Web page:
7. Were there experiences in your personal life or career that came in handy when writing this book? This book is my life. It worked its way out into the world from inside me; my other three books began as external ideas—this one began within, as a need to answer questions and articulate truths about myself and the world around me. It’s all there. My life as a gay woman; the Amtrak trainwreck that nearly killed me; my parents’ struggles with dementia; my life as an American who by going to Wales split the atom of “home” between two dictionary definitions: “the place where one lives permanently” vs. “the place where one flourishes best.” It’s uncomfortable in between, in the long field, but it’s also the most creative place.  

8. How would you describe your writing style? Which writers or books is your writing similar to? I like to tell stories and think about ideas in a way that’s somewhat similar to Rebecca Solnit, but in a breezier, more accessible style and with a lot more humor. TLF isn’t about a funny subject, but many readers have told me they’ve laughed aloud reading the book. I love that! I would put TLF on a shelf with Helen Macdonald’s H is For Hawk; Robert Macfarlane’s Underland or The Old Ways; and Amy Liptrot’s The Outrun. I’m sort of the warmer, cozier, American version of those authors.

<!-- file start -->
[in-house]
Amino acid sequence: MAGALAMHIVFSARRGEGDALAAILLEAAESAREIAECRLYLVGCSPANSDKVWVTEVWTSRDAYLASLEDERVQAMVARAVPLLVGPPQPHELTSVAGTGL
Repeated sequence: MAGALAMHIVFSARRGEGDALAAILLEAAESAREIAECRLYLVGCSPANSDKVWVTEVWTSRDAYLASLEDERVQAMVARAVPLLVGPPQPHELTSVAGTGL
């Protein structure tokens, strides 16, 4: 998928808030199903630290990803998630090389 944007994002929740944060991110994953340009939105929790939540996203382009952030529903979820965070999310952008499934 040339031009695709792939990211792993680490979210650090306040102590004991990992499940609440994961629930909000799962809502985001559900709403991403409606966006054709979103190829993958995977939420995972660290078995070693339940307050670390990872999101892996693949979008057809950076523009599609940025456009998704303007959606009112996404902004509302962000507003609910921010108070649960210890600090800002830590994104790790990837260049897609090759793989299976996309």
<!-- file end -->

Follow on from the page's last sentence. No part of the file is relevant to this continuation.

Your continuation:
9. What challenges did you overcome in the writing of this book? I’ve touched on this above: it was hard to get publishers’ attention and also hard to drag the book out of my heart. When my partner was out teaching at Smith College I’d run up and down the stairs tearing my hair and shouting because it was SO HARD to write. And because I teach, it was hard to find time to write as well. But a small voice in my head kept repeating: be patient, take your time, give the book all the time it needs. I’m an impatient person—I tap my foot in line at the supermarket—but I heeded this advice, and am delighted that I did.